Chrysler closing 789 dealerships
Troubled automaker tells court it wants to shutter about a quarter of its dealers.
NEW YORK (CNNMoney.com) -- Chrysler LLC will close down 789 dealerships, or roughly 25% of the current number, according to a plan filed in bankruptcy court Thursday.
"With regret, this letter is to inform you that on May 14th, 2009, we are filing a motion in bankruptcy court rejecting the Sales and Service Agreement(s) between Chrysler Motors LLC and the dealership listed above," Chrysler said in letters sent to the dealereships. "Upon approval from the court, your agreement will be rejected on or about June 9, 2009."
The letters began arriving Thursday morning.
Chrysler had a total of 3,181 authorized dealers in operation at the time of its April 30 bankruptcy court filing, according to court filings. Just over half of that number accounted for more than 90% of Chrysler sales, according to the filing.
The dealers being shut down represent 14% of Chrysler's total sales, the carmaker said.
General Motors (GM, Fortune 500) has said it wants to cut 42% of its dealership base to 3,600 by next year. Fritz Henderson, the GM chief executive, said on Monday that it would soon start notifying dealers as soon as this week.
Auburn Hills, Mich.-based Chrysler does not believe closing these dealerships will adversely affect sales.
"After a period of time, and substantially improved marketing and investments, overall sales in the reduced network are anticipated to grow beyond current sales levels within the existing network," the carmaker said in its filing.
Chrysler's plans to close the dealerships must still be approved by U.S. Bankruptcy Court Judge Arthur Gonzalez, who is overseeing the government-led restructuring of the company.
"It is with a deep sense of sadness that we must take steps to end some of our Sales and Service Dealer Agreements," Steven Landry, Chrysler's executive vice president for North American sales said in an announcement. "The decision, though difficult, was based on a data-driven matrix that assessed a number of key metrics."
About half the dealerships being closed sell fewer than 100 vehicles per year, Landry said in a conference call. About 44% also sell vehicles other than Chrysler products, he said.
Under the plan filed with the bankruptcy court, the dealerships will have until June 9 to close their Chrysler franchises.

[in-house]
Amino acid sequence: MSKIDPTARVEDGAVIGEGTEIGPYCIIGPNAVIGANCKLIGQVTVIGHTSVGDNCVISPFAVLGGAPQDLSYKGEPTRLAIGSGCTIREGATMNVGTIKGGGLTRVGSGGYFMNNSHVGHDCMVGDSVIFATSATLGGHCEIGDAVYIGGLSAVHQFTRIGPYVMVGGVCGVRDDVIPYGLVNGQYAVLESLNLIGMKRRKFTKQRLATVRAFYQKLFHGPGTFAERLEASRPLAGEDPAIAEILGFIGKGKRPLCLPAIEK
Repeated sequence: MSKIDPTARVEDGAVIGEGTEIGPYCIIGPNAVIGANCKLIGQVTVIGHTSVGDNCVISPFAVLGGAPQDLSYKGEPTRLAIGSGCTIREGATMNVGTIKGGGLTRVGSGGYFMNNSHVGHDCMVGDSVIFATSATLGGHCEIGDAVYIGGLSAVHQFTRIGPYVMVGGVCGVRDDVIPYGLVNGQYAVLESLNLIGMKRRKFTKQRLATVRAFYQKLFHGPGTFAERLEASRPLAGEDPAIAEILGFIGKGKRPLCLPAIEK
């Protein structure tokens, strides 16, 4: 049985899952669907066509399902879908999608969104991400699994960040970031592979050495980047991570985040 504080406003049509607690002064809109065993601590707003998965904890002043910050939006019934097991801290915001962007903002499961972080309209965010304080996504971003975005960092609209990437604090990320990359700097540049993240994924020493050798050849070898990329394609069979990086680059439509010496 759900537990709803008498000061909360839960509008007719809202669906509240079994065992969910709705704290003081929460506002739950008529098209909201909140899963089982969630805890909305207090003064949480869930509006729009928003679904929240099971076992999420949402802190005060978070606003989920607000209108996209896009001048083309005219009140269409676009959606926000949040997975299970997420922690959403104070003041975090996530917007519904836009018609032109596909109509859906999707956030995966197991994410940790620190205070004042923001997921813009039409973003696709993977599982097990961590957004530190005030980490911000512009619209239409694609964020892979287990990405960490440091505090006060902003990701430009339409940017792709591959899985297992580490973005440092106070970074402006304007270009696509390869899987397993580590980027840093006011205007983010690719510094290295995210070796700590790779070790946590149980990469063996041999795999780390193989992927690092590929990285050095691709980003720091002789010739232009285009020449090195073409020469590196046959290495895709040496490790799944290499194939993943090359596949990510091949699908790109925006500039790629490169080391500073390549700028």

Some of the targeted dealers are preparing to fight the closings. Stephen Lerner, a partner in the law firm of Squire, Sanders & Dempsey, is representing some of the dealers. He said his firm will argue, among other things, that since dealership agreements don't cost a manufacturer money, they don't meet the legal requirements for the sorts of agreements that can be voided by a bankruptcy court.
ABC Motors in Valley Stream, N.Y., is one of the dealerships on the list to be cut. Owner Aaron Beecher said he will have to lay off all but 8 or 9 of his 25 employees and will sell only used cars.
"I feel like I'm on death row," said Beecher.
Not all dealership owners are distressed by these notifications. Mike Jackson, chief executive of publicly traded AutoNation, the country's largest dealership chain, will see six of his dealerships closed under this plan. AutoNation owns 289 dealerships representing various manufacturers.
"We were going to do this anyway," he said.
Over the past seven years, he said, AutoNation has gone from owning 50 Chrysler dealerships to just 17 today. Overall, the closures are good for Chrysler, good for the automotive industry, he said, and good for his remaining 11 Chrysler dealerships.
The Obama administration, which has pumped more than $7.2 billion into the tottering automaker, has said it hopes the move Chrysler through bankruptcy quickly by creating a shell company that will be owned by a combination of the government, the United Auto Workers union and Italian carmaker Fiat.
In assessing Chrysler's viability, the Treasury Department found the automaker could not survive as a stand-alone company. Chrysler had already been in discussions with Fiat about a partnership. The current plan calls for Fiat to assist Chrysler by providing engineering for small and midsized cars.
The Treasury Department had no role in choosing which dealership contracts would be dropped or in the number dropped, the agency said in a statement.
For the automakers, closing dealerships is a tricky business. For one, Chrysler and GM won't save substantial amounts of money by closing dealerships, which are independently owned businesses.
At the same time, both GM and Chrysler have no choice but to greatly reduce their dealerships ranks, which have grown far larger than sales demand requires. The goal is a leaner, more profitable, network of sellers.
In ordinary circumstances, automakers' efforts to close dealerships have been stymied by state laws that protect franchisees. Bankruptcy court judges, however, can override such laws.
Chrysler has been working to consolidate its dealerships by helping to create more that sell all three of Chrysler's brands - Dodge, Jeep and Chrysler - under one roof. About 62% of Chrysler dealers are consolidated now but after these closures 84% will be, Chrysler executives said in a conference call.